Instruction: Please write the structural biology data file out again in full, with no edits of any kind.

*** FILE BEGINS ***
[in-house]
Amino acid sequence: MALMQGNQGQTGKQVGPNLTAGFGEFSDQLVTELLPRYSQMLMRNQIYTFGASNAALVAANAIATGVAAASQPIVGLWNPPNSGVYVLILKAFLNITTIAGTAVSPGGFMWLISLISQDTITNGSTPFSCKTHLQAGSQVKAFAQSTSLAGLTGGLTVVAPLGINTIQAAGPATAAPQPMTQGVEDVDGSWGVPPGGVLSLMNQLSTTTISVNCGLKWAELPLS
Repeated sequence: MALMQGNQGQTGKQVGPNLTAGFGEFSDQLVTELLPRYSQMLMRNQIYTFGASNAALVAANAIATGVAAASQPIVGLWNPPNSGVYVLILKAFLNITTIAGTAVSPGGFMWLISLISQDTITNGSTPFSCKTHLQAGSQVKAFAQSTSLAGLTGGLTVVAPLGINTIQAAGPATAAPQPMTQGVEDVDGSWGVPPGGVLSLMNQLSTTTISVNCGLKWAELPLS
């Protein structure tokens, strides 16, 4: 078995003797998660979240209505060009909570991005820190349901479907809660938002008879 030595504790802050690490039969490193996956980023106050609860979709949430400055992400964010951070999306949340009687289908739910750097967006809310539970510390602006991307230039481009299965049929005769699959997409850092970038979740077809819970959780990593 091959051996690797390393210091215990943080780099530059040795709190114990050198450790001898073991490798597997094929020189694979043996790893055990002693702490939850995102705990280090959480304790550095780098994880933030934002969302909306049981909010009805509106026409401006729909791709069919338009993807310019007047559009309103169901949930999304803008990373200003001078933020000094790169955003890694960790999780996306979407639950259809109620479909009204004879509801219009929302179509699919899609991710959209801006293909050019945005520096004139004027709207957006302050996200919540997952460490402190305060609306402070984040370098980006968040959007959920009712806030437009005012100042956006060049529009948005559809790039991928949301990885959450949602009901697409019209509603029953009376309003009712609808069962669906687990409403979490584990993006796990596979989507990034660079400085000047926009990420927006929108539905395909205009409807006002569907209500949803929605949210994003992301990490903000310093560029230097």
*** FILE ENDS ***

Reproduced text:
[in-house]
Amino acid sequence: MALMQGNQGQTGKQVGPNLTAGFGEFSDQLVTELLPRYSQMLMRNQIYTFGASNAALVAANAIATGVAAASQPIVGLWNPPNSGVYVLILKAFLNITTIAGTAVSPGGFMWLISLISQDTITNGSTPFSCKTHLQAGSQVKAFAQSTSLAGLTGGLTVVAPLGINTIQAAGPATAAPQPMTQGVEDVDGSWGVPPGGVLSLMNQLSTTTISVNCGLKWAELPLS
Repeated sequence: MALMQGNQGQTGKQVGPNLTAGFGEFSDQLVTELLPRYSQMLMRNQIYTFGASNAALVAANAIATGVAAASQPIVGLWNPPNSGVYVLILKAFLNITTIAGTAVSPGGFMWLISLISQDTITNGSTPFSCKTHLQAGSQVKAFAQSTSLAGLTGGLTVVAPLGINTIQAAGPATAAPQPMTQGVEDVDGSWGVPPGGVLSLMNQLSTTTISVNCGLKWAELPLS
């Protein structure tokens, strides 16, 4: 078995003797998660979240209505060009909570991005820190349901479907809660938002008879 030595504790802050690490039969490193996956980023106050609860979709949430400055992400964010951070999306949340009687289908739910750097967006809310539970510390602006991307230039481009299965049929005769699959997409850092970038979740077809819970959780990593 091959051996690797390393210091215990943080780099530059040795709190114990050198450790001898073991490798597997094929020189694979043996790893055990002693702490939850995102705990280090959480304790550095780098994880933030934002969302909306049981909010009805509106026409401006729909791709069919338009993807310019007047559009309103169901949930999304803008990373200003001078933020000094790169955003890694960790999780996306979407639950259809109620479909009204004879509801219009929302179509699919899609991710959209801006293909050019945005520096004139004027709207957006302050996200919540997952460490402190305060609306402070984040370098980006968040959007959920009712806030437009005012100042956006060049529009948005559809790039991928949301990885959450949602009901697409019209509603029953009376309003009712609808069962669906687990409403979490584990993006796990596979989507990034660079400085000047926009990420927006929108539905395909205009409807006002569907209500949803929605949210994003992301990490903000310093560029230097």